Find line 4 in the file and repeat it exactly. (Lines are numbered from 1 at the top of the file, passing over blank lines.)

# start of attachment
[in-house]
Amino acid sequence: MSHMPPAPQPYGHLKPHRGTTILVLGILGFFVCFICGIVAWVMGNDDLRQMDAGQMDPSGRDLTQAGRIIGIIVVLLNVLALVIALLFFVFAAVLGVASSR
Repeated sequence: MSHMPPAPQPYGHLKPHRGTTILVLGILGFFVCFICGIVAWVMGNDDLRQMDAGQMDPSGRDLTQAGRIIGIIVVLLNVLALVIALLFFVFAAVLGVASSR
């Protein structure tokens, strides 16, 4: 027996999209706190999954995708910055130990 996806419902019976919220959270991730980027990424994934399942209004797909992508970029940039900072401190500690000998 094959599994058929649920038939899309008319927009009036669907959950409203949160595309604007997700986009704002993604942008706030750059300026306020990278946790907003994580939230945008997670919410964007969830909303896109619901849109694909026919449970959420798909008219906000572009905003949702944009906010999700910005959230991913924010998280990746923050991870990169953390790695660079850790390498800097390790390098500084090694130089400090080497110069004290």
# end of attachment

């Protein structure tokens, strides 16, 4: 027996999209706190999954995708910055130990 996806419902019976919220959270991730980027990424994934399942209004797909992508970029940039900072401190500690000998 094959599994058929649920038939899309008319927009009036669907959950409203949160595309604007997700986009704002993604942008706030750059300026306020990278946790907003994580939230945008997670919410964007969830909303896109619901849109694909026919449970959420798909008219906000572009905003949702944009906010999700910005959230991913924010998280990746923050991870990169953390790695660079850790390498800097390790390098500084090694130089400090080497110069004290």